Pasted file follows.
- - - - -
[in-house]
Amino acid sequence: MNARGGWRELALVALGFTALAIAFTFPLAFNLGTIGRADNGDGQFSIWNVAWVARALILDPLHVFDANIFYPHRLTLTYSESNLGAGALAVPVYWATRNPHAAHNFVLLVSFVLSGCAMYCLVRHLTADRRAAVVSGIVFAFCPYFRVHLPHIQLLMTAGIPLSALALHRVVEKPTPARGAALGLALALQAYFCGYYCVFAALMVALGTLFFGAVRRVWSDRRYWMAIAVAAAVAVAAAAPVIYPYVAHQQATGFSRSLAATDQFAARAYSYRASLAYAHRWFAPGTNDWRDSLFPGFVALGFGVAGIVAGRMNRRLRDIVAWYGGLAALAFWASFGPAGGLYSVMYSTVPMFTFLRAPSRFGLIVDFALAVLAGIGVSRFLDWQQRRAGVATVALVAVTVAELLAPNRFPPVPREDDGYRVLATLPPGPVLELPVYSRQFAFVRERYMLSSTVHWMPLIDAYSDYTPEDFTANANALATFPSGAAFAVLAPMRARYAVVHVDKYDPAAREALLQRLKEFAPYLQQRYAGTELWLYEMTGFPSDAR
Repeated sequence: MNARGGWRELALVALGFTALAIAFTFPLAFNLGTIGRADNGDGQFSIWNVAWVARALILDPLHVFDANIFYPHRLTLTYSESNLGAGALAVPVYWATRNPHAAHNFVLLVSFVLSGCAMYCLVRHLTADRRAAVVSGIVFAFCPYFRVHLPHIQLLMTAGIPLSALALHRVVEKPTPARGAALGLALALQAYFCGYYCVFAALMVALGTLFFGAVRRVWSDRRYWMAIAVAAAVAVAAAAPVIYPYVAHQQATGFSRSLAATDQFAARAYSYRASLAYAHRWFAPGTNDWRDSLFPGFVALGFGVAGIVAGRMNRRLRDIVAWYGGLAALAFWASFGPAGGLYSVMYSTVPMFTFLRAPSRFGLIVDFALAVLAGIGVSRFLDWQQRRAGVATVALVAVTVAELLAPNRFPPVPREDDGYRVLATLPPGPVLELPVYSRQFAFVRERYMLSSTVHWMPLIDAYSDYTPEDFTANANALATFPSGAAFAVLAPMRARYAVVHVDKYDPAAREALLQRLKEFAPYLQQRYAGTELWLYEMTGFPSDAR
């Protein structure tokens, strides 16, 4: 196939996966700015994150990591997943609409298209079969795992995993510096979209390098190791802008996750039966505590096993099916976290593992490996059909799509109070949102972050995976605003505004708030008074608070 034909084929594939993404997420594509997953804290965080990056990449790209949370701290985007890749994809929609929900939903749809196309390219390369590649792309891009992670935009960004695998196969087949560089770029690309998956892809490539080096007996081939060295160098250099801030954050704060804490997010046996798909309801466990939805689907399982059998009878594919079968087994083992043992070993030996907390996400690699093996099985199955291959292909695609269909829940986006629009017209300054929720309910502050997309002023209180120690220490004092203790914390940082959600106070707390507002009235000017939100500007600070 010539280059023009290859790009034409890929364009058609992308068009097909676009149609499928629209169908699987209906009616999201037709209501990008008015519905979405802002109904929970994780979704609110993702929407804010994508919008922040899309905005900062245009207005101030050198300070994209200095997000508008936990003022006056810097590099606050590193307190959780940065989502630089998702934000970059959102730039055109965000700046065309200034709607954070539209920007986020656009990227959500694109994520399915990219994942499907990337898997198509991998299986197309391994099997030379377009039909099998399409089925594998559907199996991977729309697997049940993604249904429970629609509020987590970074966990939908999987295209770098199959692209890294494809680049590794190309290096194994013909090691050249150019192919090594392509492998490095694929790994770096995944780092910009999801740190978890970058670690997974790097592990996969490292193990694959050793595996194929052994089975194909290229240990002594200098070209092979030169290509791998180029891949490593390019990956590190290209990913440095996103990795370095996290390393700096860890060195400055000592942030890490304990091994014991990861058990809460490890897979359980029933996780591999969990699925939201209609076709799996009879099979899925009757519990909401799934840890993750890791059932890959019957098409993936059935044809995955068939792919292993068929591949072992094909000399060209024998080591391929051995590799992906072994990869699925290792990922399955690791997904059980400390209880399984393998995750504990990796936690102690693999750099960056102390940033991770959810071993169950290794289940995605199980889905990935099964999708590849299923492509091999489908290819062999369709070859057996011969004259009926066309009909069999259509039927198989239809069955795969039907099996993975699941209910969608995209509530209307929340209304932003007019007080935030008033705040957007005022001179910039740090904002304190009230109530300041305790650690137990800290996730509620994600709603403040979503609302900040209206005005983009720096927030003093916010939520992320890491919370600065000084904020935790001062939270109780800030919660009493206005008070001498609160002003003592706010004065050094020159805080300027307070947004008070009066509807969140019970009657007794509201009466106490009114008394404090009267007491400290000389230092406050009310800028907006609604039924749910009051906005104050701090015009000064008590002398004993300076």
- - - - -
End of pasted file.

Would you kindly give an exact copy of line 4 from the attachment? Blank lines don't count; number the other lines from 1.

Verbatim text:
């Protein structure tokens, strides 16, 4: 196939996966700015994150990591997943609409298209079969795992995993510096979209390098190791802008996750039966505590096993099916976290593992490996059909799509109070949102972050995976605003505004708030008074608070 034909084929594939993404997420594509997953804290965080990056990449790209949370701290985007890749994809929609929900939903749809196309390219390369590649792309891009992670935009960004695998196969087949560089770029690309998956892809490539080096007996081939060295160098250099801030954050704060804490997010046996798909309801466990939805689907399982059998009878594919079968087994083992043992070993030996907390996400690699093996099985199955291959292909695609269909829940986006629009017209300054929720309910502050997309002023209180120690220490004092203790914390940082959600106070707390507002009235000017939100500007600070 010539280059023009290859790009034409890929364009058609992308068009097909676009149609499928629209169908699987209906009616999201037709209501990008008015519905979405802002109904929970994780979704609110993702929407804010994508919008922040899309905005900062245009207005101030050198300070994209200095997000508008936990003022006056810097590099606050590193307190959780940065989502630089998702934000970059959102730039055109965000700046065309200034709607954070539209920007986020656009990227959500694109994520399915990219994942499907990337898997198509991998299986197309391994099997030379377009039909099998399409089925594998559907199996991977729309697997049940993604249904429970629609509020987590970074966990939908999987295209770098199959692209890294494809680049590794190309290096194994013909090691050249150019192919090594392509492998490095694929790994770096995944780092910009999801740190978890970058670690997974790097592990996969490292193990694959050793595996194929052994089975194909290229240990002594200098070209092979030169290509791998180029891949490593390019990956590190290209990913440095996103990795370095996290390393700096860890060195400055000592942030890490304990091994014991990861058990809460490890897979359980029933996780591999969990699925939201209609076709799996009879099979899925009757519990909401799934840890993750890791059932890959019957098409993936059935044809995955068939792919292993068929591949072992094909000399060209024998080591391929051995590799992906072994990869699925290792990922399955690791997904059980400390209880399984393998995750504990990796936690102690693999750099960056102390940033991770959810071993169950290794289940995605199980889905990935099964999708590849299923492509091999489908290819062999369709070859057996011969004259009926066309009909069999259509039927198989239809069955795969039907099996993975699941209910969608995209509530209307929340209304932003007019007080935030008033705040957007005022001179910039740090904002304190009230109530300041305790650690137990800290996730509620994600709603403040979503609302900040209206005005983009720096927030003093916010939520992320890491919370600065000084904020935790001062939270109780800030919660009493206005008070001498609160002003003592706010004065050094020159805080300027307070947004008070009066509807969140019970009657007794509201009466106490009114008394404090009267007491400290000389230092406050009310800028907006609604039924749910009051906005104050701090015009000064008590002398004993300076």